Looking at the weather channel, Sometimes I wonder, why anyone would live in Oklahoma. They are talking about all the possible tornados. Talking about one just east of Chickasha. 3:00PM Thursday.
Living in Florida, with the hurricanes,at least we get a little warning.
ehhh im sorry... when you live in NC, living in FL looks just as crazy as living in OK... especially when you consider most of your state is near, at, or below sea level. Here is the real question... why would you live in NYC or New Orleans where the city is literally under sea level??? New Orleans is a BOWL for cryin out loud!
The NUMBER ONE REASON for living in OKLAHOMA!!!!!!
The women are beautiful! and people are friendly!
PS--And we don't know any place better!
I was always amused that my dad's sister who lived in Oklahoma said she'd be afraid to live in California because of the earthquakes. It seems that most places have their own potential for some kind of natural disaster.
We all breath the same air,and it is an established fact it will kill you.
The devil you know is better than the devil you don't.
California is the 1 I cant fiqure out for sure.
The mountains help protect us here in nc from strong storms comeing from the west but some hurricanes take us for a ride.
Aint no where perfect.And you can rest assured,if there was a "safe" place to live as far as weather and such,the taxes would be high as a kite.
I can't figure out why after 3 (or is it 4) storms in the past 15 years that no one thought of a decent shelter for the schools. This aggravates me to no end. If your whack enough to keep re-building (and I'm assuming the insurance keeps paying for it)at least make an attempt at protecting the students. It's criminal.
The leaders about 150 years ago had that same thought about OK, so they "gave" it to the Cherokees to live on reservations, and marched them from the SE in what became the Trail of Tears.
Oil discovery a couple of generations later gave the Cherokees a bit of revenge.
The temperature of the ocean determines the amount of rainfall. We have the southbound California Current, which brings cold water from the extreme north pacific. Hence, Calif and the West are drier than average.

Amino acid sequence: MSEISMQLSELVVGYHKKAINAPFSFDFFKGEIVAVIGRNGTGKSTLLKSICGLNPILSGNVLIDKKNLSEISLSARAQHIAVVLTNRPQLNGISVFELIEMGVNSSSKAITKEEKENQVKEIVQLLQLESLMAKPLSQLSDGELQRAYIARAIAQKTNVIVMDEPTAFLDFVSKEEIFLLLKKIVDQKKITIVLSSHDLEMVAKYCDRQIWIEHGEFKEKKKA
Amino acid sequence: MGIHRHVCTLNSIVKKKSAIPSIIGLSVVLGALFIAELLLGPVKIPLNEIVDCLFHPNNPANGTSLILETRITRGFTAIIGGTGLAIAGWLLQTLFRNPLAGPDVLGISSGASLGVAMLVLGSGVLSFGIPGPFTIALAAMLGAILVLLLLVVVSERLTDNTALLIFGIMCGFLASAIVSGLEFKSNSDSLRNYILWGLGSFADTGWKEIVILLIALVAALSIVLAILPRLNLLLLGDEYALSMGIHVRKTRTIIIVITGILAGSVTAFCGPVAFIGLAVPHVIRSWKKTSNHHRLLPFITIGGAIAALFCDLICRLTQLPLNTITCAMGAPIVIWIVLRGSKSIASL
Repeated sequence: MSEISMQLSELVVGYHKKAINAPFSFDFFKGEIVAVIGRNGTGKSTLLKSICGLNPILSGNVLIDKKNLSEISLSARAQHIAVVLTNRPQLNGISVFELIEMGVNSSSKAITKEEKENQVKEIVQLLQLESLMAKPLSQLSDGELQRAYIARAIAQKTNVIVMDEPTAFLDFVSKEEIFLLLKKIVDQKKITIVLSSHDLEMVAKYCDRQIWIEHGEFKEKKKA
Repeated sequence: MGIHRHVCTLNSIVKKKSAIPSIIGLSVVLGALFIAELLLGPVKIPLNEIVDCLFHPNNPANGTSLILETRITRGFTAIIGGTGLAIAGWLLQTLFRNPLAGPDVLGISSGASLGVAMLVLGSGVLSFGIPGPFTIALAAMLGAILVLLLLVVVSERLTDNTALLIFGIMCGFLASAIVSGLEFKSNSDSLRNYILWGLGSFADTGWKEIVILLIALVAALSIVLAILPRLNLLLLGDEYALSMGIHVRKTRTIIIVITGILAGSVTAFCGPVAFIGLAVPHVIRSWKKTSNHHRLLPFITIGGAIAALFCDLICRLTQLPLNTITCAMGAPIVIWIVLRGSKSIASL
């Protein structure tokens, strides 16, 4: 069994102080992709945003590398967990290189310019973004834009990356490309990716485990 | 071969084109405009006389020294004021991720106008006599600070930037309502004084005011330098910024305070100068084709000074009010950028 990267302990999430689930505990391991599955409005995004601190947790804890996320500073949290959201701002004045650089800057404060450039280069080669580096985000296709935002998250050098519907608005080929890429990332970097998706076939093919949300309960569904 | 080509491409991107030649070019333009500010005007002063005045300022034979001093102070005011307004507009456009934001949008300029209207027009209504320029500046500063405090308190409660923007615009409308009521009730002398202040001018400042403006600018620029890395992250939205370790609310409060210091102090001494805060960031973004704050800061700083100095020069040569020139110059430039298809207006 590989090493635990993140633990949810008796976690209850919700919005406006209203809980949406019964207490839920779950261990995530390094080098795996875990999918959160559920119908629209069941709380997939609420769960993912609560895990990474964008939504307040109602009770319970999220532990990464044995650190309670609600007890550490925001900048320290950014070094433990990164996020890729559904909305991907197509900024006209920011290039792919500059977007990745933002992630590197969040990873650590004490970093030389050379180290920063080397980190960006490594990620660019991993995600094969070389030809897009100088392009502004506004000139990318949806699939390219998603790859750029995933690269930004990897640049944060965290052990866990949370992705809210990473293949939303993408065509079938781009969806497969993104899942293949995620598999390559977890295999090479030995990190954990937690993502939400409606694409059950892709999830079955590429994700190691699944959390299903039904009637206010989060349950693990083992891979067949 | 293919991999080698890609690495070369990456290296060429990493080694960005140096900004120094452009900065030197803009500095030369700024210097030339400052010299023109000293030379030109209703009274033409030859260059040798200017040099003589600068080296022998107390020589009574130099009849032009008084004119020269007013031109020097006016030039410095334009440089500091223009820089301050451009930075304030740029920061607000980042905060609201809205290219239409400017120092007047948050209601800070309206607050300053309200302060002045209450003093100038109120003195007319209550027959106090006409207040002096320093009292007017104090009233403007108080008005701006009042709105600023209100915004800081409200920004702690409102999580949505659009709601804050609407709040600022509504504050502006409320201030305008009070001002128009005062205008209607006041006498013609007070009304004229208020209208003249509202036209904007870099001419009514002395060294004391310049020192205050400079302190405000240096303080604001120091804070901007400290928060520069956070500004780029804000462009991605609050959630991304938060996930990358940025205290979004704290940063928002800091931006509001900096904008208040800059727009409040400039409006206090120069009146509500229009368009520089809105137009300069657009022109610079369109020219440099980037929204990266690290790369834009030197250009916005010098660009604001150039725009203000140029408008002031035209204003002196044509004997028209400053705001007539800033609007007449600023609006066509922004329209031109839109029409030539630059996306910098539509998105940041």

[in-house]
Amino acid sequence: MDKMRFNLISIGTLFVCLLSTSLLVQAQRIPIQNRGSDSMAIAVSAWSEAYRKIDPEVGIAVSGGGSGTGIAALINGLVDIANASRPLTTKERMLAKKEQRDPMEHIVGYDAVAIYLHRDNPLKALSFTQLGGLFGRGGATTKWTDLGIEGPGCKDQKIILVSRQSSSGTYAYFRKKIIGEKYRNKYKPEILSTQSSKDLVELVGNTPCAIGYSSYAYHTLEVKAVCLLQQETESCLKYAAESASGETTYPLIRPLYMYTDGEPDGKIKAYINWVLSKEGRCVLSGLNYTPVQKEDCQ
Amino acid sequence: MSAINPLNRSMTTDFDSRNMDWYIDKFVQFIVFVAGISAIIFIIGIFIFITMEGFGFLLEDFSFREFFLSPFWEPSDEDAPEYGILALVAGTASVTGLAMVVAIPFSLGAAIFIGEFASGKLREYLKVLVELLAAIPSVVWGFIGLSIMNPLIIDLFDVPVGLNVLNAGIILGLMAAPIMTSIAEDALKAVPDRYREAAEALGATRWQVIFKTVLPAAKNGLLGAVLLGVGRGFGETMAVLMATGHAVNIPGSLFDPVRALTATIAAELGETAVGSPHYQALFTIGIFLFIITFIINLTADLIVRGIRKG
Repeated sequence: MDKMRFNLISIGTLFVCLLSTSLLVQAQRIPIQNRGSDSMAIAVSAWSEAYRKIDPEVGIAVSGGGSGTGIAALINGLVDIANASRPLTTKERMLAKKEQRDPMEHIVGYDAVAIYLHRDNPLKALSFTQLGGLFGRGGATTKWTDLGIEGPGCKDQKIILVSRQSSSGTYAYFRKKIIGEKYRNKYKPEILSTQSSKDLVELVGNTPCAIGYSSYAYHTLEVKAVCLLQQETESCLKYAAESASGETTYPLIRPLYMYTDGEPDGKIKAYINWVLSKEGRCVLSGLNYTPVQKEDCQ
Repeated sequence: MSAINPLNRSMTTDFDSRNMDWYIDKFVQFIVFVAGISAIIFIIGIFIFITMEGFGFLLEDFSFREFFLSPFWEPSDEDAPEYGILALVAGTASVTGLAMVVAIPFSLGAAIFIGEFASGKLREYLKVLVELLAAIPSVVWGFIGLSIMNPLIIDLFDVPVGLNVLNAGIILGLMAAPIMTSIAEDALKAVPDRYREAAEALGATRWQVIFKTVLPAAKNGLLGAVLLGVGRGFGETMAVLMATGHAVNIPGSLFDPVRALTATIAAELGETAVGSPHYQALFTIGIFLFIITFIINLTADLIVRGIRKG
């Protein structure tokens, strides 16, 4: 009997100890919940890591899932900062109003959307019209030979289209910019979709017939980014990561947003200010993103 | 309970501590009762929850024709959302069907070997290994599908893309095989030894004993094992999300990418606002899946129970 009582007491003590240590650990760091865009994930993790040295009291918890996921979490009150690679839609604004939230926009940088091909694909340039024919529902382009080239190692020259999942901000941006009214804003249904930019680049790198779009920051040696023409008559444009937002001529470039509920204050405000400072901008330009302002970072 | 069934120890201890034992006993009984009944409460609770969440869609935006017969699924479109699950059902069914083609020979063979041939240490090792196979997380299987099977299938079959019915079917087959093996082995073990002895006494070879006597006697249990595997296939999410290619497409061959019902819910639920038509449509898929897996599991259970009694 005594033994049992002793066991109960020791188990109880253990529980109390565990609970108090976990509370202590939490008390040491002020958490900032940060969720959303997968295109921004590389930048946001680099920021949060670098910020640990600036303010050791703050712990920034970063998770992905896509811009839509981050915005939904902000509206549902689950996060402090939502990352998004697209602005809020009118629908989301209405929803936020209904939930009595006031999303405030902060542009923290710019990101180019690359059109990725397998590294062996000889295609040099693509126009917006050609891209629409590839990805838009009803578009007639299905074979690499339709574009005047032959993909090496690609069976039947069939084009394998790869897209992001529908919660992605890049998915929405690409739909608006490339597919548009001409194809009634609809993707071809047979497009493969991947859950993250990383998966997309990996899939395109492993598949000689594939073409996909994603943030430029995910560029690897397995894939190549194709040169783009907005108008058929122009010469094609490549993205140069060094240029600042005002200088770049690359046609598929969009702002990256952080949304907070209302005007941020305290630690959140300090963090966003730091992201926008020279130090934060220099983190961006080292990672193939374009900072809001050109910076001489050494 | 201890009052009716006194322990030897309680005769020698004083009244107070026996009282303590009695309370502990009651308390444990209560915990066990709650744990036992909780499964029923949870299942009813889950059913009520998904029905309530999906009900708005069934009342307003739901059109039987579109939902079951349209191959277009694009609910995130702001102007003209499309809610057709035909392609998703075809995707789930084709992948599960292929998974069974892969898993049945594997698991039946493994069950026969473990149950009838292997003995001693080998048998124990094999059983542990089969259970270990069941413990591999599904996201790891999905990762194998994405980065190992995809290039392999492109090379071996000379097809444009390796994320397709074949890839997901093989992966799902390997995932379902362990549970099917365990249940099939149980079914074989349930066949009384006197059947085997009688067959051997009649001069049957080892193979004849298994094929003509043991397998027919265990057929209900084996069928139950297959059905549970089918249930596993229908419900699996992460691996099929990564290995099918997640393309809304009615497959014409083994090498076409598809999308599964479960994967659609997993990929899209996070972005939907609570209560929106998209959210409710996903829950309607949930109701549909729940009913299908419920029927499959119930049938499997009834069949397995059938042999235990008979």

The Gulf Stream brings you all warm ocean, and lots of rainfall. The extreme of warm ocean is the spawning of hurricanes.
As the ocean temperatures rise, there is more extreme weather of all kinds. That's what we see today. . Interruption of the ocean's currents could cause the West to get hot & wet, and the East US to get colder and drier, and eastern Asia and Europe to sink into nuclear winter.
It's a crapshoot where the survivable areas will be.
Another crapshoot is a huge solar event like 1921 and prior events that will knock out our power grid indefinitely, reducing us all to subsistence living. One biggie would be the total meltdown of all nuclear power plants in North America. We're overdue for such a solar event.
Is this OT enough?
You got that right, Mack - taxes are way high over here, though the weather, the bedrock and the animal life is reasonably safe
I moved to Florida in 2003, after my divorce and heart attack, and in 2004, we had 4 hurricanes. I left town 3 times and came back to everything, no damage.
The first one, I left and went to Daytona Beach and the hurricane changed directions and followed me there. The rest of them, I left the state. About ready to move back to Indiana. Nice, here, in the winter, but hotter than hell in the summer. Don't like the bug and critters here in Fla.
I guess you know, Roger, the melting of the Greenland ice cap could disrupt the Gulfstream..
Here's my 0.02 cents on Fla. After 2 years stationed at Homestead AFB I figure I've had enough. Tied down aircaft trying to fly during storms and raining on one side of the street. Whoof.
The Okie Congress Critters voted against aid for the victims of Super Storm Sandy, and against funding FEMA. That limits my empathy for the whole lot.
We still have the best looking women in Oklahoma.
well lets all just move to equador, cheap and perfect weather, wife and i are going down later this year and check it out.for retirment purposes only!!!
No matter what area of the country you live in you have some weather problems to deal with. Earthquakes, floods, tornados, huricanes, snow storms, heat,cold, dry, wet, wild fires, hail, rain.. we all learn to deal with it. It's the dang neighbors that drive me nuts!